OCT 24, 2018 12:00 PM PDT

Ion Mobility-Mass Spectrometry in the -Omics

C.E. Credits: P.A.C.E. CE Florida CE
Speakers
  • Assistant Professor of Chemistry, Department of Biomedical and Chemical Engineering and Sciences (BCES), Florida Institute of Technology
    Biography
      Dr. Chouinard was born and raised in the small town of Grafton, MA. His interests in chemistry and biology brought him south, where he attended University of North Carolina at Chapel Hill (Go Tar Heels!) and furthered his passion for analytical chemistry. After briefly working as a project manager for a contract research lab back in Massachusetts, Chris pursued his Ph.D. at the University of Florida. There, Chris worked under world renowned mass spectrometrist Rick Yost, and was responsible for integrating drift tube-ion mobility spectrometry (DTIMS) into the Yost lab. Chris's interests at UF involved IM-MS studies of clinical molecules (steroids, Vitamin D metabolites) and he also received grant funding through the Partnership for Clean Competition to develop novel IM-MS methods for improved identification of anabolic androgenic steroids in athletes.

      After graduating from UF, Chris traveled to the opposite corner of the country to engage in a prestigious post-doctoral position at Pacific Northwest National Laboratory (PNNL) in Richland, WA. While working with Dick Smith, another world leader in mass spectrometry, Chris designed and developed a Structures for Lossless Ion Manipulations (SLIM) platform that enabled the first integration of LC into the SLIM IM-MS pipeline for improved analysis in phosphoproteomics.

      Chris joined the faculty at Florida Tech in the summer of 2018 and will continue his work in ion mobility-mass spectrometry. Current projects involve improved methods for metabolomics and lipidomics with gas-phase chemistry.

    Abstract:

    Ion mobility-mass spectrometry (IM-MS) is a rapid, gas-phase separation technique that has become an integral part of the analytical repertoire of techniques for the -omics. This method couples well with existing protocols (i.e., LC-MS) by affording an additional dimension of separation, and provides a characteristic measure of an analyte’s size, shape, and charge in the form of a collision cross section (CCS). CCS can be used to increase confidence in quantitative measurement of known compounds, thus reducing interferences and improving S:N ratios, and also serves as a defining feature in identification of unknowns. Furthermore, this separation based on structure (as opposed to mass-to-charge alone) allows for distinction of structural and stereoisomers of potential biological importance.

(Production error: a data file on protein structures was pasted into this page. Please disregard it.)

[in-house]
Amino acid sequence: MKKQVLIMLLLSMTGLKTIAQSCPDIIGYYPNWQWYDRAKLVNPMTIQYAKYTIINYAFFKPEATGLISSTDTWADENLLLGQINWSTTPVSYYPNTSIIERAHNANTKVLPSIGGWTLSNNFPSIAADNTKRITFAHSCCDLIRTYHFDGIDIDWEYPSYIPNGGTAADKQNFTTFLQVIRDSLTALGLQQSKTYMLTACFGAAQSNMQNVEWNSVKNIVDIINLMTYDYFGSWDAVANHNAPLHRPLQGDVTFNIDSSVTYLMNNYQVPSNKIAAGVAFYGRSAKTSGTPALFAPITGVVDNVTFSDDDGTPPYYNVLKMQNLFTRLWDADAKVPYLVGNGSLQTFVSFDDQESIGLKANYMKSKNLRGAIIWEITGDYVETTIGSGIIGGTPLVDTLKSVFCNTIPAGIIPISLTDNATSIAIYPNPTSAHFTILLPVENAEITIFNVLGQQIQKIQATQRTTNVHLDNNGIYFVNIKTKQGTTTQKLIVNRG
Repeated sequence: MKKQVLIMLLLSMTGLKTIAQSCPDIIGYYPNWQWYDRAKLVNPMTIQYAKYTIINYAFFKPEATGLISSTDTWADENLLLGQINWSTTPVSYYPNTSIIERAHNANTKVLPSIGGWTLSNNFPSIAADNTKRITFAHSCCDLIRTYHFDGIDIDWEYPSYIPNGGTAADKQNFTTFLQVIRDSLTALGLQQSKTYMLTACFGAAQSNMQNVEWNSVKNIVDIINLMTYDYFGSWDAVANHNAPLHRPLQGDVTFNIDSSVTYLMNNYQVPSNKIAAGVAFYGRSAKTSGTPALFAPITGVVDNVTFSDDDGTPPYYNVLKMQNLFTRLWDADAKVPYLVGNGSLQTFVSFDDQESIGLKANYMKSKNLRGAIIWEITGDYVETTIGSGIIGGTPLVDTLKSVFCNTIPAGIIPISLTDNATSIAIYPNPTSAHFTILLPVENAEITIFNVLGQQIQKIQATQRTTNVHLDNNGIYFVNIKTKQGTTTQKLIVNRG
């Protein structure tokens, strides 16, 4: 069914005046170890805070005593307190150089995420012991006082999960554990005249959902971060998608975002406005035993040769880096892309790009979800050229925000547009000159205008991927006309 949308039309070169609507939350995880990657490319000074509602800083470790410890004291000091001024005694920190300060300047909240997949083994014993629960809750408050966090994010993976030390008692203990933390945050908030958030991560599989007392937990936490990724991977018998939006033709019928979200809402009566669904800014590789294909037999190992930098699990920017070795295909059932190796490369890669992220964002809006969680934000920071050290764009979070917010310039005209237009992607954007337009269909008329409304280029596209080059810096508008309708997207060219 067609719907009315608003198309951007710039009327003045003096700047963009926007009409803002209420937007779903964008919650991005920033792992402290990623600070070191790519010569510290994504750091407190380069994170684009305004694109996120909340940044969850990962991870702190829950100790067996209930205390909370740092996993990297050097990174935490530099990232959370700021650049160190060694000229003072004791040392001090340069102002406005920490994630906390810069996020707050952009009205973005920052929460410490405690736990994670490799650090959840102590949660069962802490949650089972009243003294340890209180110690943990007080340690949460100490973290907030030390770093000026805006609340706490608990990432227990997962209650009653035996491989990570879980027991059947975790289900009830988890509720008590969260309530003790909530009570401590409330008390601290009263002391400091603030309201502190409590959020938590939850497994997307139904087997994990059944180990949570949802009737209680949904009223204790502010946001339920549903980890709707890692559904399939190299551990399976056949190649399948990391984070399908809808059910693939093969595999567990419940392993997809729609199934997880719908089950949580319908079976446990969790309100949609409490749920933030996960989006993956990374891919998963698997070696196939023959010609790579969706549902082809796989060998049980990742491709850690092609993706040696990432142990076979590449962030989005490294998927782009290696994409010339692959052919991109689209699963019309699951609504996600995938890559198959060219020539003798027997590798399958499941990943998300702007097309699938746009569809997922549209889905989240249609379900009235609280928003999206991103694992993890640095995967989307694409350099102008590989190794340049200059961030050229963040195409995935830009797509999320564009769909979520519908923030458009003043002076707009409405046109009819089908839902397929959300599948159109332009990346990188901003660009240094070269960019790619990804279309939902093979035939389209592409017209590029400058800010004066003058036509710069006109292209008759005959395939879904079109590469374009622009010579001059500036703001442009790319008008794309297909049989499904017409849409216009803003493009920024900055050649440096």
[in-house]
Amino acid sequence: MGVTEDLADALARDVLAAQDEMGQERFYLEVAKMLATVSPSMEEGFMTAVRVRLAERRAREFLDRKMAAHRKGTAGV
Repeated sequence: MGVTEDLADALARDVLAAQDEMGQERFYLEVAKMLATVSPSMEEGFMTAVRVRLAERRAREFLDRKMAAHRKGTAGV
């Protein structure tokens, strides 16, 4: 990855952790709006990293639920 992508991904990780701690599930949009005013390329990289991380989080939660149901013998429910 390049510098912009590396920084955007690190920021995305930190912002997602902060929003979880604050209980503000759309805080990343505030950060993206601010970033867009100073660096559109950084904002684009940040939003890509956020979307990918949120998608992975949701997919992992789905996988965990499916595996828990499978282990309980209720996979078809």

This presentation will cover the basic operating principles of IMS and current instrumentation; applications to metabolomics, lipidomics, and proteomics; and future directions for IM-MS, such as implementation in routine clinical analysis.

    Learning Objectives: 

    1. Understand the basic operating principles of IMS and current instrumentation
    2. Understand current applications to metabolomics, lipidomics, and proteomics


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